Cardinal Aramburu Remembered Fondly by Pope

Recalls Zeal and Prudence of Argentine Prelate

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VATICAN CITY, NOV. 21, 2004 ( John Paul II remembered the late Argentine Cardinal Juan Carlos Aramburu for his «long life of total dedication to God and in service to the Church.»

The 92-year-old cardinal suffered a fatal heart attack Thursday in his private residence in Buenos Aires. He was with his private secretary, Monsignor Miguel Ángel Irigoyen, who administered the sacrament of the anointing of the sick.

The Pope, in a telegram sent to Cardinal Jorge Bergoglio, archbishop of Buenos Aires, said: «Deeply saddened upon learning the news of the death of our beloved Cardinal Juan Carlos Aramburu, archbishop emeritus of Buenos Aires, after a long life of total dedication to God and in service to the Church, living with sobriety and distinguishing himself by prudence and integrity, I wish to express my condolences to you, the auxiliary bishops, clergy, religious communities and the lay people of this archdiocese.»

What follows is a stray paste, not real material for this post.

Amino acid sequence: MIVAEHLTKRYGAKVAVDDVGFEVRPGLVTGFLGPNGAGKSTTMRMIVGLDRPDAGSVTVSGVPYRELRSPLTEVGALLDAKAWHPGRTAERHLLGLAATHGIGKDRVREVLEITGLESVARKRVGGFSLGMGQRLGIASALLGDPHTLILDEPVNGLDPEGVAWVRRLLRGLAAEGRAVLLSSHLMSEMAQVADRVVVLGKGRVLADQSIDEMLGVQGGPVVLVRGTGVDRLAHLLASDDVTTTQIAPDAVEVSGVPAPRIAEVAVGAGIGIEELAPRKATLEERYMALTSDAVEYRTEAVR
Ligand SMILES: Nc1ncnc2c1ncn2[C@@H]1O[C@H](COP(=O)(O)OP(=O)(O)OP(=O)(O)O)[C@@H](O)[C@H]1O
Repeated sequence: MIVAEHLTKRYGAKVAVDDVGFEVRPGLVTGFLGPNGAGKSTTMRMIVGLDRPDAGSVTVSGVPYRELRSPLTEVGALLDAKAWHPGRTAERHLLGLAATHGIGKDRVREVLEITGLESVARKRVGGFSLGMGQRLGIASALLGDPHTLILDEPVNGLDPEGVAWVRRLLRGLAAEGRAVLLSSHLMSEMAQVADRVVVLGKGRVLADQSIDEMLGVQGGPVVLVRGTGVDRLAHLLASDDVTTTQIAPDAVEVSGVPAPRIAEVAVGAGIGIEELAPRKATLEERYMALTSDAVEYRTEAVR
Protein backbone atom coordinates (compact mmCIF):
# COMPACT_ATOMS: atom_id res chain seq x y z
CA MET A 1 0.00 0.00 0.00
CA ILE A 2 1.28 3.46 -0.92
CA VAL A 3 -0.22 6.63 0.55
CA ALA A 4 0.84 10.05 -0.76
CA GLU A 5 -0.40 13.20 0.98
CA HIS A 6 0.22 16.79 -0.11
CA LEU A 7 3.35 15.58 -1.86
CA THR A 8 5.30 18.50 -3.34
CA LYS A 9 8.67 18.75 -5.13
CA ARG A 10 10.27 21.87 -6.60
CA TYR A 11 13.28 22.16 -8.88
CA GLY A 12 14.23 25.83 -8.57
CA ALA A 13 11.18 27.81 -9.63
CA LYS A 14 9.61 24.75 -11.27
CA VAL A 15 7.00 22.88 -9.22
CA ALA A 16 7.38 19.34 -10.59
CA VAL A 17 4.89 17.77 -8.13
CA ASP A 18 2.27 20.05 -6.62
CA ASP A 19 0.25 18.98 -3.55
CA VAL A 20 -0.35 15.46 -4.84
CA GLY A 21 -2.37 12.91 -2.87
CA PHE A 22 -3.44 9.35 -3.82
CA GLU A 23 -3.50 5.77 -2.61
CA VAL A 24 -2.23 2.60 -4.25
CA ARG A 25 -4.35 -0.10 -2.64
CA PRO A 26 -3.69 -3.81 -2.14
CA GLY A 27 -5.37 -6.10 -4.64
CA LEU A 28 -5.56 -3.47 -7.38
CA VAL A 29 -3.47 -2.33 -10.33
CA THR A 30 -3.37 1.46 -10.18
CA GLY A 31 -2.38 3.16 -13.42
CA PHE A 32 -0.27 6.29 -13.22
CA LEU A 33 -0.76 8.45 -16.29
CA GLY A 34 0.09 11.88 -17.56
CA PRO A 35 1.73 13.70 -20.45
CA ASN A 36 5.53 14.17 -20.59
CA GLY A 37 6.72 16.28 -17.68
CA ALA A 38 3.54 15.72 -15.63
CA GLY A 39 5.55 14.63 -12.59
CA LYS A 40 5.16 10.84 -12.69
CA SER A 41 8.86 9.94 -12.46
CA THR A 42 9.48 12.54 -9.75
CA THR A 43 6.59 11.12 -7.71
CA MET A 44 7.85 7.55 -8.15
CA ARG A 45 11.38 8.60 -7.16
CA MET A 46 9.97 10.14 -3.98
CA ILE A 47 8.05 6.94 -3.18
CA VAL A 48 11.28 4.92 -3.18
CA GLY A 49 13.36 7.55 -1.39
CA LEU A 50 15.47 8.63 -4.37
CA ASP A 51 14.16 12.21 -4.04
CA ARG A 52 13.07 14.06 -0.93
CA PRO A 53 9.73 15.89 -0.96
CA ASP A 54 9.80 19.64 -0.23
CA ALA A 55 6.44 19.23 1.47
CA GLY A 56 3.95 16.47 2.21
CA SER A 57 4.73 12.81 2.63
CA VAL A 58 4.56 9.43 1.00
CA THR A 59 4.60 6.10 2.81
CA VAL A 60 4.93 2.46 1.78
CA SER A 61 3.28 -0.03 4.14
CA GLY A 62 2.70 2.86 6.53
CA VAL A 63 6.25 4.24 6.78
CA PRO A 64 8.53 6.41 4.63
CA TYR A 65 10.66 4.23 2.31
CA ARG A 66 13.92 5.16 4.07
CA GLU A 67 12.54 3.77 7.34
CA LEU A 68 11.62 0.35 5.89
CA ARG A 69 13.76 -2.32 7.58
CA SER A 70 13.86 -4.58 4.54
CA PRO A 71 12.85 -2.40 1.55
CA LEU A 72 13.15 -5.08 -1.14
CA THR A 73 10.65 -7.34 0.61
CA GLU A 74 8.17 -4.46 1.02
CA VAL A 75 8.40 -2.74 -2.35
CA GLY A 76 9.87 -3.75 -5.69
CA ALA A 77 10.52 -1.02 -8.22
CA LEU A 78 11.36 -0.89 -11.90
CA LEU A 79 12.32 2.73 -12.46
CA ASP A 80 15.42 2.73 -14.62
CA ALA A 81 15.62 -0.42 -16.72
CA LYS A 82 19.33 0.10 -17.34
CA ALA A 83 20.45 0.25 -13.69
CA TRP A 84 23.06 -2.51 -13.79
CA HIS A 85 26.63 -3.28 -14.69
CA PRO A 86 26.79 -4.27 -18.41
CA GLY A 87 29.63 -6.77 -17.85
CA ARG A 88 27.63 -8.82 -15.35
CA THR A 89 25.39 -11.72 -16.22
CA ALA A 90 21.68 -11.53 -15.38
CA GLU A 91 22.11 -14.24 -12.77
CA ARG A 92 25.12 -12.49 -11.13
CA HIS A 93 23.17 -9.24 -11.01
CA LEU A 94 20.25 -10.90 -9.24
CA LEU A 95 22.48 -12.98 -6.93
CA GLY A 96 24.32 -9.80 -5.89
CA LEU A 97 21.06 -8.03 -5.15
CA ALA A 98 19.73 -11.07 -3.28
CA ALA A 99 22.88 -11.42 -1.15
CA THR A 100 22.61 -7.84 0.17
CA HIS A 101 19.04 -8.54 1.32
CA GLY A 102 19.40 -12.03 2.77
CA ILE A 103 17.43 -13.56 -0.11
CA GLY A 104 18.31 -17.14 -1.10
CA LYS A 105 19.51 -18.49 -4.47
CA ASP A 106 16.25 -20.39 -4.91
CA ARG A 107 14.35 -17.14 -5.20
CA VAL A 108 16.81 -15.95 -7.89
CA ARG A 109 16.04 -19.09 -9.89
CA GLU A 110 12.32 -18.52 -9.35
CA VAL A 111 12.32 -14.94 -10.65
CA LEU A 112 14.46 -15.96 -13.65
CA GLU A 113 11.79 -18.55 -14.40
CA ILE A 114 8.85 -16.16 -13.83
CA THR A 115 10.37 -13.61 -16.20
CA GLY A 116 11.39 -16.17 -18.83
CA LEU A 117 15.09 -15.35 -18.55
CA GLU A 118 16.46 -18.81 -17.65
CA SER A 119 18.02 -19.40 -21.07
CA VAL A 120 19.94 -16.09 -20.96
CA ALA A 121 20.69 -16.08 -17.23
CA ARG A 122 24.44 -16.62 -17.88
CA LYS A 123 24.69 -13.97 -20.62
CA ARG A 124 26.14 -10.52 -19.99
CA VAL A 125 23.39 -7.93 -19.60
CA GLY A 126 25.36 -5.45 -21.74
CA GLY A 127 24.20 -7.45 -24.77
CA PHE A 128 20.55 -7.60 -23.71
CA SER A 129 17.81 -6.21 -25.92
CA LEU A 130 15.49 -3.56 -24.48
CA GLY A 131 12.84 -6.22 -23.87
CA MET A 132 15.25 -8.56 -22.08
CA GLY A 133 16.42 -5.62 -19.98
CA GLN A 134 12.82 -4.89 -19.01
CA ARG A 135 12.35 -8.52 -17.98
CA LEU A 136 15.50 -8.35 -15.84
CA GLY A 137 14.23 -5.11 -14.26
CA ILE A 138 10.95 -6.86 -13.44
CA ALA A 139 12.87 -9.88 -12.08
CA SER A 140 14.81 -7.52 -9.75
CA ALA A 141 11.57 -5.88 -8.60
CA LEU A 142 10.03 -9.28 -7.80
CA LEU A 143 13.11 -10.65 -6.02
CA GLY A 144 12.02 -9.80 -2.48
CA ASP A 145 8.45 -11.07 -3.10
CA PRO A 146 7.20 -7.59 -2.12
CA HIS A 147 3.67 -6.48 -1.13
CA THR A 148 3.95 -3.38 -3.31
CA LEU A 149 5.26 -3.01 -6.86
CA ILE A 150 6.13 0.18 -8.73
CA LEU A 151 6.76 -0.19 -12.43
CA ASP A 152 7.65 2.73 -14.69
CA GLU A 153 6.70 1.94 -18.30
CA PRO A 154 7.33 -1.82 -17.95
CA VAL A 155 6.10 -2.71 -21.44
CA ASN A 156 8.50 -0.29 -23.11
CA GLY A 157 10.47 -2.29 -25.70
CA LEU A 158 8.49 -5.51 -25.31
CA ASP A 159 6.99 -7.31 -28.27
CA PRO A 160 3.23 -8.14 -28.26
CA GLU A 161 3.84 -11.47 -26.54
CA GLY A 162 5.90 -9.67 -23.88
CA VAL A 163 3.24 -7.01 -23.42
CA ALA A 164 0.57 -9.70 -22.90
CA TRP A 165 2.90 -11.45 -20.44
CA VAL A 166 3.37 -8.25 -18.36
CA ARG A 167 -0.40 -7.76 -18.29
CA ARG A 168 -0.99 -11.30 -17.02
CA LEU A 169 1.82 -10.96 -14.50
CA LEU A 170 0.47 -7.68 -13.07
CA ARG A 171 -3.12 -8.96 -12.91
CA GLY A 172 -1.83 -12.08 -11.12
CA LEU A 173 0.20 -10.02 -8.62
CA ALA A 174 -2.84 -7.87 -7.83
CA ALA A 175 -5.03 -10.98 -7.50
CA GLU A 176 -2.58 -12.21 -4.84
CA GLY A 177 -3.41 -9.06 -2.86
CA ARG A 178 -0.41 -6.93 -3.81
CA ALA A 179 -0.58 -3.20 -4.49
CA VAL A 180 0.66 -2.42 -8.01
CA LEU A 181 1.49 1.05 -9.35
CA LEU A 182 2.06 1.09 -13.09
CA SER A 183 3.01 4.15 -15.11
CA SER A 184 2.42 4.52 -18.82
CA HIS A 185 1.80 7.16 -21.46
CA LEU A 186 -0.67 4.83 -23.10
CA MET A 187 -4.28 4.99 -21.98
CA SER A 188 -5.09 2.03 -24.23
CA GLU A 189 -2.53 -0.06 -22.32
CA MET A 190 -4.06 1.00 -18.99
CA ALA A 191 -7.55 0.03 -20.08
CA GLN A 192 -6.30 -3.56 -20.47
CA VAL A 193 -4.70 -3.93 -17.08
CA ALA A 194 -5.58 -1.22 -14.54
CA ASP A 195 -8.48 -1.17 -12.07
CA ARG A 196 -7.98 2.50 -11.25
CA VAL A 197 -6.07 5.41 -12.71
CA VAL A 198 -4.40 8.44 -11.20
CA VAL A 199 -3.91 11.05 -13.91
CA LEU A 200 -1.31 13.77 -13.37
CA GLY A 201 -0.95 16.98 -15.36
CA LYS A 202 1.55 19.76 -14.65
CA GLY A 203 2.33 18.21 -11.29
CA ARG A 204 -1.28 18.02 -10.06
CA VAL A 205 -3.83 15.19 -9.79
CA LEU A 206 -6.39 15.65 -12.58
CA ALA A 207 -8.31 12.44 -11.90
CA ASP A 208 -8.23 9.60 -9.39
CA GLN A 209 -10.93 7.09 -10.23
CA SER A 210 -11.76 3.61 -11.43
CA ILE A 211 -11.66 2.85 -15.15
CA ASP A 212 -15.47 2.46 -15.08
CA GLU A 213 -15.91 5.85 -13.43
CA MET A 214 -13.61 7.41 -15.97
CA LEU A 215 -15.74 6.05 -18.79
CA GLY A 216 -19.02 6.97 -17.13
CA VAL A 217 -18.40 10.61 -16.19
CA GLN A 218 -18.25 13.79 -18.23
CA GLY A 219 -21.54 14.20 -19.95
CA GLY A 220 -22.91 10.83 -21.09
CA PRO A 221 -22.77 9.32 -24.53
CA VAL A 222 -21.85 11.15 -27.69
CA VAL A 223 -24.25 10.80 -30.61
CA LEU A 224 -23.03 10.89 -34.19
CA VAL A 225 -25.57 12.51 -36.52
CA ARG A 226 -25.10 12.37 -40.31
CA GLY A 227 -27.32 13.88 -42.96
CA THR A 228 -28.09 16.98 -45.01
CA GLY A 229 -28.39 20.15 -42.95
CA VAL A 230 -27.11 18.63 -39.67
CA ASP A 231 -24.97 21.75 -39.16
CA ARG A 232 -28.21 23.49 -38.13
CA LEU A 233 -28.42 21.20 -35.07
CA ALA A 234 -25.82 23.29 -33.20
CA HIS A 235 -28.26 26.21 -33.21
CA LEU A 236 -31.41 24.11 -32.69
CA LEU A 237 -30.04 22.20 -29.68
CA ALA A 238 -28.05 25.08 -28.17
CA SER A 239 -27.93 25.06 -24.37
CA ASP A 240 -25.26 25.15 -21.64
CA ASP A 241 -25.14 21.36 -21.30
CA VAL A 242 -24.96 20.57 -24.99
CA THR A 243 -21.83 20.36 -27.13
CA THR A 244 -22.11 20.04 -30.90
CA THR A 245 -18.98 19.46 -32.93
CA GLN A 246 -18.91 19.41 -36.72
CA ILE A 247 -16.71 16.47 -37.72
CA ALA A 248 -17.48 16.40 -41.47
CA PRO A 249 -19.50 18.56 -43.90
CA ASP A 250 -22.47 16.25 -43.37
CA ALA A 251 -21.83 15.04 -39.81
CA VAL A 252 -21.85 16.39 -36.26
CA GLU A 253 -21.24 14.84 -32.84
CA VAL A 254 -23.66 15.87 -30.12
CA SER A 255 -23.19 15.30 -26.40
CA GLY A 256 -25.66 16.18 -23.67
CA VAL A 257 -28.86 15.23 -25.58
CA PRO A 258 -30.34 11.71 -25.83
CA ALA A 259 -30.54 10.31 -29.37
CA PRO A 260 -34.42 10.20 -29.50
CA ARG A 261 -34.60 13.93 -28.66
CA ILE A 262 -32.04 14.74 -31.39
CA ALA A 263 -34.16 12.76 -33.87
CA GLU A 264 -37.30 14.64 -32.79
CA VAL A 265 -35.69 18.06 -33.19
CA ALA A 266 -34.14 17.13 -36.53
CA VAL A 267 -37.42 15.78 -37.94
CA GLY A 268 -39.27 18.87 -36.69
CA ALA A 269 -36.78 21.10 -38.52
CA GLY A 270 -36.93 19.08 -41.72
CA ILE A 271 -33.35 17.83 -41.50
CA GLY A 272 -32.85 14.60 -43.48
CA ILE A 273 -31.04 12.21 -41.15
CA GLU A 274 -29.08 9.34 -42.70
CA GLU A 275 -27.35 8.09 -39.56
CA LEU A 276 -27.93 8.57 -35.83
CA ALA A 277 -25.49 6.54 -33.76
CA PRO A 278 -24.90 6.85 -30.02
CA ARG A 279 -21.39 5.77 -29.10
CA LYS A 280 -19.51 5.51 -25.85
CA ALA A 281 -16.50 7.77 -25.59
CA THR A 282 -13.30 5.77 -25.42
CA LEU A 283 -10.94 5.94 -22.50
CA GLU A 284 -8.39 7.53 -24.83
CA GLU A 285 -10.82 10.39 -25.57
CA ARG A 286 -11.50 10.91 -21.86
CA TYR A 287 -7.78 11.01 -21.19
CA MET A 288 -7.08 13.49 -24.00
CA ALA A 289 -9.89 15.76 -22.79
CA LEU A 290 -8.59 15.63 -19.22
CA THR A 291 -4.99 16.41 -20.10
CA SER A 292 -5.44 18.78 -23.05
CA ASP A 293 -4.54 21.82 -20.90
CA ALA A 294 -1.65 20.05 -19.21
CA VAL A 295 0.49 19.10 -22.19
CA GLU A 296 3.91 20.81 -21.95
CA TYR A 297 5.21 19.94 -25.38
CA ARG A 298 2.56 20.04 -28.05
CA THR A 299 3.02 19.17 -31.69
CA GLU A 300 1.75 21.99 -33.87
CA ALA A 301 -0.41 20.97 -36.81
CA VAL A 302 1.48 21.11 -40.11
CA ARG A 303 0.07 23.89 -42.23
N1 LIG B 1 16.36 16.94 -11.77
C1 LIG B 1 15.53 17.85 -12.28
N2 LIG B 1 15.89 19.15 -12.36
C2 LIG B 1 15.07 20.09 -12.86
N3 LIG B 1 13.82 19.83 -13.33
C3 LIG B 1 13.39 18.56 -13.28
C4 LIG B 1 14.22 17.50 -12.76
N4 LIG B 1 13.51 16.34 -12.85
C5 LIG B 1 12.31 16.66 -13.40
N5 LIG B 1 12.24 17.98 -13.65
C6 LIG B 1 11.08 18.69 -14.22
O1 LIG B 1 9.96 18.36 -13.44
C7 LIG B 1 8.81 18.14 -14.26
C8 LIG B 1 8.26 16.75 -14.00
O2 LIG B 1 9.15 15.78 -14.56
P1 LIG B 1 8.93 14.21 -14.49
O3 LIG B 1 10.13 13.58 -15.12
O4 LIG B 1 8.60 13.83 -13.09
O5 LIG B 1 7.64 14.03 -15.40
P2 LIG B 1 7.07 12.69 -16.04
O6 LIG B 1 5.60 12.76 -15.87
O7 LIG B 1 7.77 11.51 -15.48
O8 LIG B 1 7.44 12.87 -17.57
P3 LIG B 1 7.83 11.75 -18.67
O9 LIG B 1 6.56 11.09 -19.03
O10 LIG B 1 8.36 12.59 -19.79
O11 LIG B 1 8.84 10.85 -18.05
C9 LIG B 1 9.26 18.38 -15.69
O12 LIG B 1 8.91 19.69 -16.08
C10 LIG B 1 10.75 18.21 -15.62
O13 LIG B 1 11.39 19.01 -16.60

«I join you in commending to the mercy of the heavenly Father this zealous pastor who with such pastoral charity served his people and the Church,» the Holy Father wrote.

He added: «In these moments of pain, when the ecclesial community of Buenos Aires and so many Argentine faithful mourn their beloved pastor, and recalling his participation in the Second Vatican Council, his service to the universal Church, and the welcome he showed me during my pastoral trip to Argentina in 1987, I am happy to impart with affection the comforting apostolic blessing as a sign of hope in the victory of the risen Lord.»

Born in the Argentine province of Cordoba, Juan Carlos Aramburu was named archbishop of Buenos Aires and primate of the country in April 1975. He was elevated to cardinal by Pope Paul VI in May 1976.

On Feb. 11, 1987, he presented his resignation as archbishop of Buenos Aires, as he had reached the age established by the canonical norm, but John Paul II accepted it only three years later.

With Cardinal Aramburu’s death, there are now 186 cardinals, including 122 electors under age 80 who could vote in a conclave for a new pope.

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